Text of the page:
Just three years from now electric vehicle (EV) manufacturing costs will fall to reach parity with internal combustion engines while they will be cheaper by 2029 – the “game over” moment for conventional vehicles – according to a major new piece of research from analysts Bernstein.
The implications for the chemicals industry are huge as this tipping point – in 2021 – should see a rapid acceleration in EV sales and concurrent fall in demand for conventional vehicles. Electric vehicles require quite a different mix of chemicals and polymers compared to conventional so there may be some structural changes in end-use demand from this most important consumer of chemicals.
Bernstein analysts argue there are four hurdles to mass adoption of a disruptive innovation: immature technology, weak demand, response of existing manufacturers and bottlenecks to reaching scale. The first three hurdles have been overcome, they say, while potential bottlenecks are not insurmountable.
Advances in battery technology and manufacturing scale are bringing manufacturing costs down more rapidly than the market predicted.
As battery pack costs fall by more than 10%/year, the “$100/kWh panacea” of parity with conventional engines should be achievable by 2021.
Improved chemistry, higher voltages, cell design and scale are all helping to push costs down. In fact, by 2029, it will be “game over” for the internal combustion engine as EVs become cheaper to manufacture.
Costs are currently around $20,000 for a 500km range 60kWh battery which – when you add $2,000 for the motor and inverter – does not compare favourably with $5,000 for a gasoline engine.
But, say the analysts, the long-term economics look better for EVs than for conventional vehicles so mass adoption is likely.
Costs are declining, lithium-ion batteries are improving their energy density (energy/kg in weight), lifetime and efficiency.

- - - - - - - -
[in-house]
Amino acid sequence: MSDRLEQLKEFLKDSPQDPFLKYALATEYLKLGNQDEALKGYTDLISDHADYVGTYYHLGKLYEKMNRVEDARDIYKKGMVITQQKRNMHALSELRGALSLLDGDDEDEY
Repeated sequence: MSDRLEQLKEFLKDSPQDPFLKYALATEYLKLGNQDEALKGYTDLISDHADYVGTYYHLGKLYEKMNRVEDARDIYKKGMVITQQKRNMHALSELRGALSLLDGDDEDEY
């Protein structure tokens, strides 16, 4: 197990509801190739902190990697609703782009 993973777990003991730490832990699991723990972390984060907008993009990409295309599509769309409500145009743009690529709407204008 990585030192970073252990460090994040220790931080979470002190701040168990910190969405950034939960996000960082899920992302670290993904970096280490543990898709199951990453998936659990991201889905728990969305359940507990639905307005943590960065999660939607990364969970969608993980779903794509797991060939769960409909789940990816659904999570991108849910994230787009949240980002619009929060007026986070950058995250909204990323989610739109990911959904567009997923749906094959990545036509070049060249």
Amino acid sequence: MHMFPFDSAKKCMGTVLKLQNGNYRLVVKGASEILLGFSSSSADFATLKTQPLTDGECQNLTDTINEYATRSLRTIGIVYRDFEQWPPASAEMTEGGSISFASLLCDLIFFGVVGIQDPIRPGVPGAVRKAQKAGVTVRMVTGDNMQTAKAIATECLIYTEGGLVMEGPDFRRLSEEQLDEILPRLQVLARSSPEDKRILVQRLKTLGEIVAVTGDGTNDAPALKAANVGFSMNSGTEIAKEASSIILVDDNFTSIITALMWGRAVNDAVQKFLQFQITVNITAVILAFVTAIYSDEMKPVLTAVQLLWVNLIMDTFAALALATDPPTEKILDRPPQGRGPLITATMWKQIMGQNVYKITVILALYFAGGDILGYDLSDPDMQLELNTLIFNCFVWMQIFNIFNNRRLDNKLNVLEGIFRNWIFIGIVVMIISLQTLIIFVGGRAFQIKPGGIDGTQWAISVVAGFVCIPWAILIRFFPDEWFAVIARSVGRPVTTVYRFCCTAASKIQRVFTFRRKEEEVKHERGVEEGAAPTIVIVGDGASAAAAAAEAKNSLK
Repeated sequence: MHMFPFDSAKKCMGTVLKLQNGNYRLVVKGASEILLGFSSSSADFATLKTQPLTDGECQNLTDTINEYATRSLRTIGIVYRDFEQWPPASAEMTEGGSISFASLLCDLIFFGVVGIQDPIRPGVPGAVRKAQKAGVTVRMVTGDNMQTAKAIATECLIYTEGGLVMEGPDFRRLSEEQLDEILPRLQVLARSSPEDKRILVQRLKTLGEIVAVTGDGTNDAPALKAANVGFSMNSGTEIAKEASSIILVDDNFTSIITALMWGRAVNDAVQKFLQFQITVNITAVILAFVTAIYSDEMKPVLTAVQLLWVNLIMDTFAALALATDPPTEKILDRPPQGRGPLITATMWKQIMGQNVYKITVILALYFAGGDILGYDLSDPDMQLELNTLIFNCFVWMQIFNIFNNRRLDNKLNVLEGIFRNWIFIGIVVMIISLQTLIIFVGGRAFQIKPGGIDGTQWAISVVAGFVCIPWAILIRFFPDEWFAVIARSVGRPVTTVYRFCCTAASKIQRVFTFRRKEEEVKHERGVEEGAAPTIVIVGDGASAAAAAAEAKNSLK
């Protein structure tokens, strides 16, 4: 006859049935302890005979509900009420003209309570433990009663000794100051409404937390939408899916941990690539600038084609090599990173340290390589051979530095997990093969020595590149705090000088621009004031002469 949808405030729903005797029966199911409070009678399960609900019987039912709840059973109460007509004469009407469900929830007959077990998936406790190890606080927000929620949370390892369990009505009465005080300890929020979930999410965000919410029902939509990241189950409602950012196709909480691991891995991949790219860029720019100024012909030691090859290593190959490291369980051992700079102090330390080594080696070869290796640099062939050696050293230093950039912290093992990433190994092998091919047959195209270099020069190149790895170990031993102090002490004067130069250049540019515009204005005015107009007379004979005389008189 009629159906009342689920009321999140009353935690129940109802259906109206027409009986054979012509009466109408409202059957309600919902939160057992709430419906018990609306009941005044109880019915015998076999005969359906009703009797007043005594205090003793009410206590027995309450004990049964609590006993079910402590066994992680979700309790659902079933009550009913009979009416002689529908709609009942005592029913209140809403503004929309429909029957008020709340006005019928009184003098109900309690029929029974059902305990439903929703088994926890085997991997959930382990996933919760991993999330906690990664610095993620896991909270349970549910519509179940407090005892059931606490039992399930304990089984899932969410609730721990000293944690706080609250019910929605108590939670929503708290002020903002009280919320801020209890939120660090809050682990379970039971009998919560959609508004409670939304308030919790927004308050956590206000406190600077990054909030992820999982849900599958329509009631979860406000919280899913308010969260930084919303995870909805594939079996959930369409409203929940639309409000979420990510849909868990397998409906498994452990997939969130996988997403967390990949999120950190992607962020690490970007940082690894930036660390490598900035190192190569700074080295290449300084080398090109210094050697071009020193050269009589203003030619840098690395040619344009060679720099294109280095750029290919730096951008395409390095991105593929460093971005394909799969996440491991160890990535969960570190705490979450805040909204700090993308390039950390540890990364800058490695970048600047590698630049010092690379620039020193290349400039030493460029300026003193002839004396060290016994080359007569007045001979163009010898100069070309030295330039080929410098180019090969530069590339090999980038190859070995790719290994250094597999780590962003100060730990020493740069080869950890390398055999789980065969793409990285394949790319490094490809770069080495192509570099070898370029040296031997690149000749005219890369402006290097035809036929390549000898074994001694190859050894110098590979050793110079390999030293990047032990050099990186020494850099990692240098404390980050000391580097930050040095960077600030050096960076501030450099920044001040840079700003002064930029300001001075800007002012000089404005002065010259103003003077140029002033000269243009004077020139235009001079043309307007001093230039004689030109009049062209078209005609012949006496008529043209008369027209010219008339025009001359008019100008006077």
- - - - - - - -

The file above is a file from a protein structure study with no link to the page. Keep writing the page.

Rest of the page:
Demand growth is accelerating even faster than Bernstein’s “rapid adoption” scenario, which it forecast in 2016. Consumer behaviour and government targets around the world to eliminate conventional vehicles are fuelling a steep rise in EV sales.
In China sales soared by a massive 79% to reach 605,000 in 2017, making it the world’s largest EV market. Volkswagen is targeting 400,000 EV sales there by 2020 whilst General Motors has a more modest 150,000 target. Tesla is planning to build a plant in the country to avoid high tariffs.
In Europe sales grew by 29% in 2017 to reach 288,000 units or 25% of global EV sales, while in North America there was a 27% increase to 213,000 or 18% of the global total.
This still represents just a tiny fraction of total light vehicle sales which, for example in the US, were 17.1m in 2017.
Vehicle manufacturers are finally accepting this disruptive technology, say the analysts. After years of resistance, in the last 12 months conventional manufacturers have started introducing EV strategies and production targets.
Raw materials such as nickel and cobalt could present short-term bottlenecks but new battery formulations to be introduced after 2020 will significantly reduce the amount of these products required. Longer-term they may be eliminated completely in new battery technologies. Charging infrastructure is not seen as a major obstacle.
CHEMICALS WINNERS AND LOSERS
For the chemical sector there will be winners and losers as EVs take over.
Electric motors operate at much lower temperatures than internal combustion engines. According to ICIS, demand for some high temperature-resistant polymers in the polyamide (nylon and nylon 6,6) sector may lose out from the switch to electric.
An earlier 2017 Berstein report also suggests that apart from the battery pack, considerably less plastics (160.6kg, -11%) and chemicals (26.5kg, -14%) will be required in the rest of the average electric vehicle.